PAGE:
PatientsLikeMe member Theresa (Pipersun) recently shared her “whirlwind experience” and remarkable second opinion story in the forum.

After two bouts of severe pneumonia earlier in 2017, a CT scan in June confirmed Theresa had a serious lung condition, idiopathic pulmonary fibrosis (IPF). While the diagnosis was correct, her doctors did not believe her condition was as advanced as she suspected.

“My pulmonologist was terrible,” she says. “He would not prescribe me oxygen, and would not sign a referral for pulmonary rehabilitation, stating it would do me no good, that if I had COPD he would. We talked about my life expectancy and lung transplant. He thought I had about 5 years, and I stated then how come I feel I am going to die in 3-5 months. He also made a derogatory statement, [he sat on the lung transplant review committee for the Northeast region] he stated ‘why would I put you on the list when there are so many children that need a lung.’ I responded that I didn’t think I was in the same [transplant candidate] group. But his attitude kick started my drive to find out as much as I could about organ donation regions, stats, etc.”

When her doctor denied an oxygen prescription, fellow members with IPF urged her to seek another opinion.

“I decided to get a second and third opinion,” she says. Consultations with two specialist groups in August – and her rapidly declining condition (which landed her on life support in September) – resulted in her receiving a lung transplant. “They admitted me to ICU and that’s the last I remember for 9 days,” she says. “I became conscious with a new set of lungs on Sept. 28.”

“I had to advocate for myself all the way and believe in what my body was telling me versus specialists in Oregon,” she says. “Even my GP thought I was in the early stages. If I would have listened to them, I would not be here/alive today. I am 57 years old, they said I have a new birthday, September 28.”

Pointers on second opinions

Steven Petrow, the writer who shared his second opinion success story in The Washington Post, offered some tidbits and tips for other patients in his Op/Ed piece:

  • 10 to 20 percent of all medical cases nationwide are misdiagnosed, affecting at least 12 million people, according to a Mayo Clinic researcher who has studied misdiagnoses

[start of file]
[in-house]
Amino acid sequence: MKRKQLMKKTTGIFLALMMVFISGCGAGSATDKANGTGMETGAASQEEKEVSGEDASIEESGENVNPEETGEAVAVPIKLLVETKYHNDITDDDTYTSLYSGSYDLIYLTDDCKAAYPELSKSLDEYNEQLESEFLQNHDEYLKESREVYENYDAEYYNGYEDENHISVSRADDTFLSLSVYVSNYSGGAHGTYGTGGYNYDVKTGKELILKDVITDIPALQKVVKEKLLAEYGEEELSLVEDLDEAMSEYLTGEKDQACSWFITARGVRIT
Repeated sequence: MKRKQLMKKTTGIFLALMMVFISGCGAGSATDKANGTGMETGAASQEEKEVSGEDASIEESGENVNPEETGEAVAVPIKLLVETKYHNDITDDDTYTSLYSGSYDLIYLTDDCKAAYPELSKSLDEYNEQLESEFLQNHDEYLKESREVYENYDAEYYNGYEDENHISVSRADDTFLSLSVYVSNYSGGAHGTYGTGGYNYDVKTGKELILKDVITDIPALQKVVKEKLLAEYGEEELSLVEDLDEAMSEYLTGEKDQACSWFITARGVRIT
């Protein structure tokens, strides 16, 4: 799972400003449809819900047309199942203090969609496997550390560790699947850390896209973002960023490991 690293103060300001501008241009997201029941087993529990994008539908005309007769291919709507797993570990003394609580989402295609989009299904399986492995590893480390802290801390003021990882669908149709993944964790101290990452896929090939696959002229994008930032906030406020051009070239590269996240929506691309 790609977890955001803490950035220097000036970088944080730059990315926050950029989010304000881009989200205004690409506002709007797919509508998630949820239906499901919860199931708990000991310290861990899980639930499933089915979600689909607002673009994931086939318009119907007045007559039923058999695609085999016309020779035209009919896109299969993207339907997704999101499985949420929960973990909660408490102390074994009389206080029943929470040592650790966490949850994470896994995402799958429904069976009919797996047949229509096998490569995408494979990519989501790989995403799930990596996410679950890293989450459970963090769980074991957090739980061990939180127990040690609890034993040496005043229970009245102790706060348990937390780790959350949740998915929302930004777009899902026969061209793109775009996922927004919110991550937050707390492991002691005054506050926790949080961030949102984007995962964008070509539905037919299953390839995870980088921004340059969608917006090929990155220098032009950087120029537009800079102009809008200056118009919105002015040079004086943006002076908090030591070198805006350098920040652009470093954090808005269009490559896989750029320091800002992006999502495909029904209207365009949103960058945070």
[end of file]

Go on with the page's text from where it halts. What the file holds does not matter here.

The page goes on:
• Don’t be talked out of a second opinion — doctors should support and encourage them (as PatientsLikeMe members have noted, “A good doctor will not be offended”)
  • “Be upfront and respectful with your doctor” — this can help ease the process of sharing records, and help you maintain a relationship if you stick with your original physician
  • Everyone has a right to a second opinion, and they’re usually covered by private insurance, Medicare or Medicaid (but check with your own insurance)
  • “Not all second opinions are created equal” — find a doctor who’s board-certified in their specialty and (ideally) affiliated with an academic medical center with a strong reputation (avoid only relying on recommendations from friends or a referral from your doctor, because there could be some bias)
  • Consider all your options, including online second opinion resources(Petrow mentions examples like Dana-Farber’s online oncology programCleveland Clinic’s MyConsult and SecondOpinionExpert)

More members chat about second opinions

On PatientsLikeMe, there are more than 4,000 mentions of second opinions in the forums (trend-spotting: you often encourage each other to seek them, as member Peggy recommended in her blog post about self-advocacy). Here are some of the communities that have talked the most about second opinions in the forums — join PatientsLikeMe to see what folks say:

  • Multiple sclerosis
  • Fibromyalgia
  • Mental health
  • Parkinson’s disease
  • ALS
  • Epilepsy
  • Cancer and lung cancer

What’s your second opinion story? Share it in the comments.